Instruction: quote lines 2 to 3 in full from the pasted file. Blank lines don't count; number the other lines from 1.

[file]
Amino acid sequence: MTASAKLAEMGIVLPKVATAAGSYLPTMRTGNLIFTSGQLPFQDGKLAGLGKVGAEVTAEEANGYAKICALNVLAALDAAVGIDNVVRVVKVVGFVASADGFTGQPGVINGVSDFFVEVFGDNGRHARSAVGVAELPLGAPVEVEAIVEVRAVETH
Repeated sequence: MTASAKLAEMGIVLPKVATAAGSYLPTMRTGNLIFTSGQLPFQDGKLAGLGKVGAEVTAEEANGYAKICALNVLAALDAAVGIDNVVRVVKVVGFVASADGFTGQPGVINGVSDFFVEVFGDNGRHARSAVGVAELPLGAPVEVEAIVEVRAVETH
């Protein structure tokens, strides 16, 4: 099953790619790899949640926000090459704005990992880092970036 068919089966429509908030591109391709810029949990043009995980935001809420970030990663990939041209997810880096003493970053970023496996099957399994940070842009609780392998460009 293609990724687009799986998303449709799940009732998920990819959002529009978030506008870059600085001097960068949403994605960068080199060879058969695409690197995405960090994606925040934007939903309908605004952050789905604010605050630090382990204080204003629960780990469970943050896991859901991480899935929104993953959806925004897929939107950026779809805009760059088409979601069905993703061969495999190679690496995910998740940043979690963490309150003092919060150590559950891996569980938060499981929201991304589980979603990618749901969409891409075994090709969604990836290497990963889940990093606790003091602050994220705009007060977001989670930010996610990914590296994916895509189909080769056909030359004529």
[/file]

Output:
Repeated sequence: MTASAKLAEMGIVLPKVATAAGSYLPTMRTGNLIFTSGQLPFQDGKLAGLGKVGAEVTAEEANGYAKICALNVLAALDAAVGIDNVVRVVKVVGFVASADGFTGQPGVINGVSDFFVEVFGDNGRHARSAVGVAELPLGAPVEVEAIVEVRAVETH
């Protein structure tokens, strides 16, 4: 099953790619790899949640926000090459704005990992880092970036 068919089966429509908030591109391709810029949990043009995980935001809420970030990663990939041209997810880096003493970053970023496996099957399994940070842009609780392998460009 293609990724687009799986998303449709799940009732998920990819959002529009978030506008870059600085001097960068949403994605960068080199060879058969695409690197995405960090994606925040934007939903309908605004952050789905604010605050630090382990204080204003629960780990469970943050896991859901991480899935929104993953959806925004897929939107950026779809805009760059088409979601069905993703061969495999190679690496995910998740940043979690963490309150003092919060150590559950891996569980938060499981929201991304589980979603990618749901969409891409075994090709969604990836290497990963889940990093606790003091602050994220705009007060977001989670930010996610990914590296994916895509189909080769056909030359004529």